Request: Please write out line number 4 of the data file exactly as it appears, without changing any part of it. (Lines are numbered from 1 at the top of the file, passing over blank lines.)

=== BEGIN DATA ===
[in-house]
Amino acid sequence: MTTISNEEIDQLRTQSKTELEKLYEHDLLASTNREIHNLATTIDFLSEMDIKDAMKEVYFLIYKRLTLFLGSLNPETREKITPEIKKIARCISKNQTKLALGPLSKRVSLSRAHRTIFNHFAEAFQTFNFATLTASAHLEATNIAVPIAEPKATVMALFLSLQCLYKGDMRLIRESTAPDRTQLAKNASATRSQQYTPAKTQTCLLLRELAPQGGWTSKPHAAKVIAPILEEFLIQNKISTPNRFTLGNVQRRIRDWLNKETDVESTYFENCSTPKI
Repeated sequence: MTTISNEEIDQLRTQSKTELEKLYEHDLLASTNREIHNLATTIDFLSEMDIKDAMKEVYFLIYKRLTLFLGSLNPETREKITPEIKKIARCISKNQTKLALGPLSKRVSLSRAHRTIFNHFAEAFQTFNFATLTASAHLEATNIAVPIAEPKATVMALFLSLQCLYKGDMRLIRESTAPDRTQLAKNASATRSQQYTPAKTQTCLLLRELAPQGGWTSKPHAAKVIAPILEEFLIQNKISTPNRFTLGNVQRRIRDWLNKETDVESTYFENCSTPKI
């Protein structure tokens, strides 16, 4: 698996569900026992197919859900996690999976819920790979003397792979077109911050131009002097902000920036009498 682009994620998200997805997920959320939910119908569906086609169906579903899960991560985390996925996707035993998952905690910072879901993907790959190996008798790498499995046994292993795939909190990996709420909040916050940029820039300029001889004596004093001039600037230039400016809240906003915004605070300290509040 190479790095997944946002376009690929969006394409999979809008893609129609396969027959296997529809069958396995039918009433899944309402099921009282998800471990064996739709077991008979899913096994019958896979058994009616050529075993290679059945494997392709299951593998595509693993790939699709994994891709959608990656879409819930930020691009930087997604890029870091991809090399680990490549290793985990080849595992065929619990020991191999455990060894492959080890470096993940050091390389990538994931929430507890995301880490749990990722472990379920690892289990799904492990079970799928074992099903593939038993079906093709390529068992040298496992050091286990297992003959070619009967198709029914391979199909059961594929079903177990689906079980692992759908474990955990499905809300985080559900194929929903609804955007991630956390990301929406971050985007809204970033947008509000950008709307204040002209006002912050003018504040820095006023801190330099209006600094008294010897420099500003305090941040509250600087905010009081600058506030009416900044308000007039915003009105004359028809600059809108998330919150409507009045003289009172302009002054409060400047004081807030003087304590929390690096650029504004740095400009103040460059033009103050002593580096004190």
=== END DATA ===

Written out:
């Protein structure tokens, strides 16, 4: 698996569900026992197919859900996690999976819920790979003397792979077109911050131009002097902000920036009498 682009994620998200997805997920959320939910119908569906086609169906579903899960991560985390996925996707035993998952905690910072879901993907790959190996008798790498499995046994292993795939909190990996709420909040916050940029820039300029001889004596004093001039600037230039400016809240906003915004605070300290509040 190479790095997944946002376009690929969006394409999979809008893609129609396969027959296997529809069958396995039918009433899944309402099921009282998800471990064996739709077991008979899913096994019958896979058994009616050529075993290679059945494997392709299951593998595509693993790939699709994994891709959608990656879409819930930020691009930087997604890029870091991809090399680990490549290793985990080849595992065929619990020991191999455990060894492959080890470096993940050091390389990538994931929430507890995301880490749990990722472990379920690892289990799904492990079970799928074992099903593939038993079906093709390529068992040298496992050091286990297992003959070619009967198709029914391979199909059961594929079903177990689906079980692992759908474990955990499905809300985080559900194929929903609804955007991630956390990301929406971050985007809204970033947008509000950008709307204040002209006002912050003018504040820095006023801190330099209006600094008294010897420099500003305090941040509250600087905010009081600058506030009416900044308000007039915003009105004359028809600059809108998330919150409507009045003289009172302009002054409060400047004081807030003087304590929390690096650029504004740095400009103040460059033009103050002593580096004190």